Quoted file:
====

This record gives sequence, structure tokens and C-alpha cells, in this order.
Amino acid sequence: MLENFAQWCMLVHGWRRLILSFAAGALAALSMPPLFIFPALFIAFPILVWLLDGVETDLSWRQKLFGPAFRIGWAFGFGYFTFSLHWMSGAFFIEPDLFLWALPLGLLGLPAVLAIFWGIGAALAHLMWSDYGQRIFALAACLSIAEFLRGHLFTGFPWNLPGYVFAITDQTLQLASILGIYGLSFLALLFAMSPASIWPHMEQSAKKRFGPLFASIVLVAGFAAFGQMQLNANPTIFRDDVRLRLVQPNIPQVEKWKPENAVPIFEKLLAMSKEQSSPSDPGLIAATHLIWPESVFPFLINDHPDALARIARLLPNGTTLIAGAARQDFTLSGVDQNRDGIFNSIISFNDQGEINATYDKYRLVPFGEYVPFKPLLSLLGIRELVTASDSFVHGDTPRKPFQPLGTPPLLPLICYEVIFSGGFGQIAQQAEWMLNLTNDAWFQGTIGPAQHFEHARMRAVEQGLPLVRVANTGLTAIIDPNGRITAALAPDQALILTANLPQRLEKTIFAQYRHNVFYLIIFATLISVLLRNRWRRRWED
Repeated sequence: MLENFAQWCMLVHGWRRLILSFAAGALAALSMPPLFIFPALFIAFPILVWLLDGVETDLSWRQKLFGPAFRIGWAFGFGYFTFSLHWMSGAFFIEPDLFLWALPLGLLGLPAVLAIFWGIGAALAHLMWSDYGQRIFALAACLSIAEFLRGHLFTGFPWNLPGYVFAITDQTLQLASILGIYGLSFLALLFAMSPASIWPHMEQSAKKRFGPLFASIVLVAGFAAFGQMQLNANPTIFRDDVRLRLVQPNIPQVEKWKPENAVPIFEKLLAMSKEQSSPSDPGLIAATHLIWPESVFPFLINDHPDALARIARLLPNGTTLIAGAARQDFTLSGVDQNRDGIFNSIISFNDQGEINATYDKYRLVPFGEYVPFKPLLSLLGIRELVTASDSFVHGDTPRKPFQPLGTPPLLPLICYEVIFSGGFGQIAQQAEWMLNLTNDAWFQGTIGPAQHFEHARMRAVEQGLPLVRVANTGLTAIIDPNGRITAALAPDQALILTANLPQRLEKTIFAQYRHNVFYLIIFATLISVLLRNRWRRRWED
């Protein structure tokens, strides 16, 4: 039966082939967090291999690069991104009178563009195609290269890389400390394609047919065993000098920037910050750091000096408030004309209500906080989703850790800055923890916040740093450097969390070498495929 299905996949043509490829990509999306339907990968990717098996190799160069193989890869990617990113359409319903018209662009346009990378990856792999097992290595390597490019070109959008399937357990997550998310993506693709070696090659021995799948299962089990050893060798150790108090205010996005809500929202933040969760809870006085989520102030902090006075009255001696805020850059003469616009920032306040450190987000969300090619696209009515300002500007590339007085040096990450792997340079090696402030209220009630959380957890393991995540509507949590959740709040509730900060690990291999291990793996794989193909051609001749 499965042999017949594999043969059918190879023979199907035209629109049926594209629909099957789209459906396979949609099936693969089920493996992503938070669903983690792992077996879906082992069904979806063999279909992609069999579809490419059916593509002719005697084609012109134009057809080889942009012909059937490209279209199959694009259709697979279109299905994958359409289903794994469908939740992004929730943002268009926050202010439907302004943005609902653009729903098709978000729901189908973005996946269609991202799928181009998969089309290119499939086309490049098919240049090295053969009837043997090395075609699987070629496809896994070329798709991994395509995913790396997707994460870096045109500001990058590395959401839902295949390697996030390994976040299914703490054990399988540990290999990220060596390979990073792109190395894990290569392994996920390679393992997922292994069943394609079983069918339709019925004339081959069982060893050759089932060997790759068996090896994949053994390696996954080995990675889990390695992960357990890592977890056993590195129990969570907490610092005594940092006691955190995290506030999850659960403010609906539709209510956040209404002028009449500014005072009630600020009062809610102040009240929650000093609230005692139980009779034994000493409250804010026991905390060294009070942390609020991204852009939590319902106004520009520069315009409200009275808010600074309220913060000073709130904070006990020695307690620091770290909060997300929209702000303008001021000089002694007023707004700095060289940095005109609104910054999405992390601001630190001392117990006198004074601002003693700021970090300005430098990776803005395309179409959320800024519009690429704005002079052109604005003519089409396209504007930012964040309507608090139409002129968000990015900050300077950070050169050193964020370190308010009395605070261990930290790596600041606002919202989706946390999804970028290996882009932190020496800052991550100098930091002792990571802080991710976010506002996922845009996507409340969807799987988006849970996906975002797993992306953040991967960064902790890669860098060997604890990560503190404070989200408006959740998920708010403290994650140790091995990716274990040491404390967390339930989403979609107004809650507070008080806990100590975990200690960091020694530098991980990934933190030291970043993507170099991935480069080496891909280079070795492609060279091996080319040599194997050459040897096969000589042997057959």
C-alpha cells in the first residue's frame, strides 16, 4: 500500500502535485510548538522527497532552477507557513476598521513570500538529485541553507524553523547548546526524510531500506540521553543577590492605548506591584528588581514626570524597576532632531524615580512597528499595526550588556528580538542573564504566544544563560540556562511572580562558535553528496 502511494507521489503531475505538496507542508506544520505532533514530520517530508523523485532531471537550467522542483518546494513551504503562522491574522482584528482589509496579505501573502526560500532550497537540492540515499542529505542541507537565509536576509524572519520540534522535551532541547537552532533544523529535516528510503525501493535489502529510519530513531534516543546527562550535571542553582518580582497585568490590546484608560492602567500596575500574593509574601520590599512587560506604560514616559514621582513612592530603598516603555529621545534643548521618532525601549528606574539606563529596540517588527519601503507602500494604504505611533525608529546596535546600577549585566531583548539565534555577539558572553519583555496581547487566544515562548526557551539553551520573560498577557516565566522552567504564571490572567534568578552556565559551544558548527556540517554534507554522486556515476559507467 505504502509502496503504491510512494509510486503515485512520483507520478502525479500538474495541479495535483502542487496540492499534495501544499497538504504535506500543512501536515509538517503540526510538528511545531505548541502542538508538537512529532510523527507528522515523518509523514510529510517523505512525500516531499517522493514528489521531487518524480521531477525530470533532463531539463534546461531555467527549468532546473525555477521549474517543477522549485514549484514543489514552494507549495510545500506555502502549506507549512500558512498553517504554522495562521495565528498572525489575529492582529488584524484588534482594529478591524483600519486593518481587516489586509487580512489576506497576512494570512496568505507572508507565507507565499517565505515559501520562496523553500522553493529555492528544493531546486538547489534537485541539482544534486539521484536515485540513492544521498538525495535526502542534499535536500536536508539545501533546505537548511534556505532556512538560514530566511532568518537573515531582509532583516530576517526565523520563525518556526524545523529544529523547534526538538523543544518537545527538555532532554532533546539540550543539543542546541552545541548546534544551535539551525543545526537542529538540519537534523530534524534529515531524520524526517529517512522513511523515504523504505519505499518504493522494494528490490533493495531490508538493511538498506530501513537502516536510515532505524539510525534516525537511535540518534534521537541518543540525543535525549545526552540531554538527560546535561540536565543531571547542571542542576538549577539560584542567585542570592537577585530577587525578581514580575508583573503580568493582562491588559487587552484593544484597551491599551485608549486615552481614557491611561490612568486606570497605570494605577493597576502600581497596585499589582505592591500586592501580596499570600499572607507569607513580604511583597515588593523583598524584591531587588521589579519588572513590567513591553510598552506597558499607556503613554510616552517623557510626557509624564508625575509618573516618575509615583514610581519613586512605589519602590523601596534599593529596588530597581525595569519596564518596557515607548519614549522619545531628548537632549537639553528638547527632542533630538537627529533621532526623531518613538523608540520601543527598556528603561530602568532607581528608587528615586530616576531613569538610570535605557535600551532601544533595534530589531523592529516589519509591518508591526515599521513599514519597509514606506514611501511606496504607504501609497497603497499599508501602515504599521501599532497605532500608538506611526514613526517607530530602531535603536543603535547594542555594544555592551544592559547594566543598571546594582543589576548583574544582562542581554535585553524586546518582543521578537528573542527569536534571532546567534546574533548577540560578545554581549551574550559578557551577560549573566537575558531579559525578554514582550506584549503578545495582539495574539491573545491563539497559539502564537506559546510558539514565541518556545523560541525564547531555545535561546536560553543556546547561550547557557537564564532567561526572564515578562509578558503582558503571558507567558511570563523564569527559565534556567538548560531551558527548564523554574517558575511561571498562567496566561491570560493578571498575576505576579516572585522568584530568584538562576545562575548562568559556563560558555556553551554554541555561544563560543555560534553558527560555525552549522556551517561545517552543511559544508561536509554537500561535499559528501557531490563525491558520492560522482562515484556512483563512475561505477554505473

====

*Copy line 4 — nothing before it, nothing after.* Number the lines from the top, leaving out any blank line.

């Protein structure tokens, strides 16, 4: 039966082939967090291999690069991104009178563009195609290269890389400390394609047919065993000098920037910050750091000096408030004309209500906080989703850790800055923890916040740093450097969390070498495929 299905996949043509490829990509999306339907990968990717098996190799160069193989890869990617990113359409319903018209662009346009990378990856792999097992290595390597490019070109959008399937357990997550998310993506693709070696090659021995799948299962089990050893060798150790108090205010996005809500929202933040969760809870006085989520102030902090006075009255001696805020850059003469616009920032306040450190987000969300090619696209009515300002500007590339007085040096990450792997340079090696402030209220009630959380957890393991995540509507949590959740709040509730900060690990291999291990793996794989193909051609001749 499965042999017949594999043969059918190879023979199907035209629109049926594209629909099957789209459906396979949609099936693969089920493996992503938070669903983690792992077996879906082992069904979806063999279909992609069999579809490419059916593509002719005697084609012109134009057809080889942009012909059937490209279209199959694009259709697979279109299905994958359409289903794994469908939740992004929730943002268009926050202010439907302004943005609902653009729903098709978000729901189908973005996946269609991202799928181009998969089309290119499939086309490049098919240049090295053969009837043997090395075609699987070629496809896994070329798709991994395509995913790396997707994460870096045109500001990058590395959401839902295949390697996030390994976040299914703490054990399988540990290999990220060596390979990073792109190395894990290569392994996920390679393992997922292994069943394609079983069918339709019925004339081959069982060893050759089932060997790759068996090896994949053994390696996954080995990675889990390695992960357990890592977890056993590195129990969570907490610092005594940092006691955190995290506030999850659960403010609906539709209510956040209404002028009449500014005072009630600020009062809610102040009240929650000093609230005692139980009779034994000493409250804010026991905390060294009070942390609020991204852009939590319902106004520009520069315009409200009275808010600074309220913060000073709130904070006990020695307690620091770290909060997300929209702000303008001021000089002694007023707004700095060289940095005109609104910054999405992390601001630190001392117990006198004074601002003693700021970090300005430098990776803005395309179409959320800024519009690429704005002079052109604005003519089409396209504007930012964040309507608090139409002129968000990015900050300077950070050169050193964020370190308010009395605070261990930290790596600041606002919202989706946390999804970028290996882009932190020496800052991550100098930091002792990571802080991710976010506002996922845009996507409340969807799987988006849970996906975002797993992306953040991967960064902790890669860098060997604890990560503190404070989200408006959740998920708010403290994650140790091995990716274990040491404390967390339930989403979609107004809650507070008080806990100590975990200690960091020694530098991980990934933190030291970043993507170099991935480069080496891909280079070795492609060279091996080319040599194997050459040897096969000589042997057959």